If you’re a forest owner on a small island on the coast of British Columbia you inevitably face challenges. These challenges are exacerbated if the island you’re on doesn’t have ferry service— equipment has to be barged in, logs have to be barged or boomed out, and your unit costs are even higher because you deal in small volumes.
You know it’s important to have a clear plan and objectives for your forest, but management goals and priorities can be complicated when your forest is collectively owned by 80 or so individuals. Such is the story of Sallas Forest on Sidney Island, B.C.
Sallas Forest is an impressive example of what’s possible when careful planning combines with thoughtful investment to produce committed and advanced forest stewardship. As Rod Bealing, Executive Director for the PFLA, describes it, “It’s amazing what they’ve accomplished over there. They found opportunities for improvement — deer management, harvesting, spacing and pruning — and they’ve overcome obstacles, logistical problems and market restraints to achieve something quite remarkable.”
Much of Sallas Forest’s management success is owed to the energy, vision and commitment Peter Pearse brings to the project. Professor emeritus of forestry and economics at the University of British Columbia, Peter adds the 2006 PFLA Private Forest Stewardship Award to an already long list of notable distinctions including the Canadian Forestry Achievement Award, the Distinguished Forester Award, the Queen’s Golden Jubilee Medal and the Order of Canada.
With family roots in the island going back three generations, Peter first came to Sidney Island in the early 1980s when, after the creation of the Marine Park, Sallas Forest Limited Partnership purchased the remainder of the island.
Today, Sidney Island is owned by a strata corporation managed by an annually elected council. Much of the island’s waterfront is divided into residential lots, and the interior of the island is a common property forest, managed for the full range of environmental, aesthetic, wildlife and commercial values.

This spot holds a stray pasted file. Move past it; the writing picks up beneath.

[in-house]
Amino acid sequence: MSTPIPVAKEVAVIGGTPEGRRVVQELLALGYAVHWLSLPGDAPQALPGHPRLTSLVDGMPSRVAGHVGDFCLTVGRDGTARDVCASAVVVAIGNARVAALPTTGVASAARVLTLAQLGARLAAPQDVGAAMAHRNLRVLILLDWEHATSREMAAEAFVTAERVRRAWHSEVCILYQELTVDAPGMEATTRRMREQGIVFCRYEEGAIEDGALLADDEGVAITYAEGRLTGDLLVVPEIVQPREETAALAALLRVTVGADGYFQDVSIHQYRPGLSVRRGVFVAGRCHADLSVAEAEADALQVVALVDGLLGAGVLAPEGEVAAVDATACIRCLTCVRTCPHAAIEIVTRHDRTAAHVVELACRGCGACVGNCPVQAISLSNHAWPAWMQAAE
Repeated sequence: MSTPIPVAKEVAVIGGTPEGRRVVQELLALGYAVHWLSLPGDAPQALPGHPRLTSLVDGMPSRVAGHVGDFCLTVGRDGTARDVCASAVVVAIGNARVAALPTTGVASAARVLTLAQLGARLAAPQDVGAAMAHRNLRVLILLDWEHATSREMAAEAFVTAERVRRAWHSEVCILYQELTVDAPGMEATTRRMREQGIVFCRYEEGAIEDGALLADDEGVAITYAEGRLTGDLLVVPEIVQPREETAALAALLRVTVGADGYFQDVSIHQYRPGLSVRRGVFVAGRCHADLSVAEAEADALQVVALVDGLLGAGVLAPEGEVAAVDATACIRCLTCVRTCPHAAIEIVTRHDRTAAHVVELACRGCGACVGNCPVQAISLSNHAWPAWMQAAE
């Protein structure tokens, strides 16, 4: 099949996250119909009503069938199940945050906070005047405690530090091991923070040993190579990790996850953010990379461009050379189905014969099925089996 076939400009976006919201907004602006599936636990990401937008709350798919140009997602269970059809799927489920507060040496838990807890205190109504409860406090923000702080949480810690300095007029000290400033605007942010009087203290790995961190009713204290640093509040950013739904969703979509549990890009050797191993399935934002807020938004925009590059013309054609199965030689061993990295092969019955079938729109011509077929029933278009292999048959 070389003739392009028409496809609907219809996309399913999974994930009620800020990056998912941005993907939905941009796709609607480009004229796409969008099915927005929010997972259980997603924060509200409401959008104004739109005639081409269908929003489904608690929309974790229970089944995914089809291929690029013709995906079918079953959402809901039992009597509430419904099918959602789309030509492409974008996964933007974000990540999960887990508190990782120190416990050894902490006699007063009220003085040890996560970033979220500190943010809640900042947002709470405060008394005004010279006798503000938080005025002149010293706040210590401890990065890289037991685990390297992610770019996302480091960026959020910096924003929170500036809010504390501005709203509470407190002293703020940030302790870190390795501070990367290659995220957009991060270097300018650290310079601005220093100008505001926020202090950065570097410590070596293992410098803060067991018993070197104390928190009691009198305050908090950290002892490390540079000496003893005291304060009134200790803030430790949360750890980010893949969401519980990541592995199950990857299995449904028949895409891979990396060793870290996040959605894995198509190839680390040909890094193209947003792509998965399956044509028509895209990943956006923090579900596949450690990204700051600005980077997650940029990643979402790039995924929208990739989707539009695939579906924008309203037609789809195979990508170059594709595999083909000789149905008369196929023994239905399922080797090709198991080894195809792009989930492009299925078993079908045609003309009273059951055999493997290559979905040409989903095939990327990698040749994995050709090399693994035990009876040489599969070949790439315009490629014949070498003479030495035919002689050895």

The primary management objective is to protect and maintain the island’s forest ecosystem in its natural, healthy condition with special attention to aesthetic and recreational values. Peter explains, “Basically, we’re trying to create a park, all owned by the same group of 80 people.”
Located at the southern end of the Gulf Islands, approximately 20 kilometers from Victoria, Sidney Island is 2200 acres in size. Sidney Spit and 440 acres at the north end of the island are part of the Gulf Islands National Park Reserve. The remaining 1760 acres is Sallas Forest, a combination of:
- Waterfront portions divided into residential strata lots
- Sensitive ecosystems under covenant with the Islands Trust
- Managed forest ranging from oak meadows to deep coastal timber
The diagram below shows the distribution of the Sallas Forest’s land use.
In their management plan, the owners describe Sidney Island’s forest as “an ecosystem in the long, slow process of restoration following removal of the original old growth – the stands of differing ages marching through the age classes from seedlings to mature forests – a process hastened in recent decades by reforestation, other silvicultural measures and aggressive control of the deer population.”
The Forest Management Plan
On our visit to Sidney Island in late January, Peter shared with us Sallas Forest’s 5-year forest management plan—Stewardship of Sidney Island’s Forest: A Management Plan.
In the past, we’ve posted about the importance of management planning and included some tips for creating your own forest management plan, and now here’s a concrete example of what a forest management plan can look like.
The Stewardship of Sidney Island’s Forest document is written in accessible, straightforward language and lays out a thorough plan with thoughtful explanations and illustrations to explain the necessity and benefits of various treatments and management decisions.
In Peter’s words, “ I’ve avoided all the usual jargon in forest plans to make it understandable to non-foresters, and hopefully a bit more interesting as well.”
If you’re interested, here’s a closer and more detailed look at the forest cover map on page 9.
Check out Stand Tending 101: Spacing and Pruning (Part I) for more on our trip to Sidney Island, including a short video of Paul Nimmon and his silviculture crew carrying out a juvenile spacing and tree pruning treatment.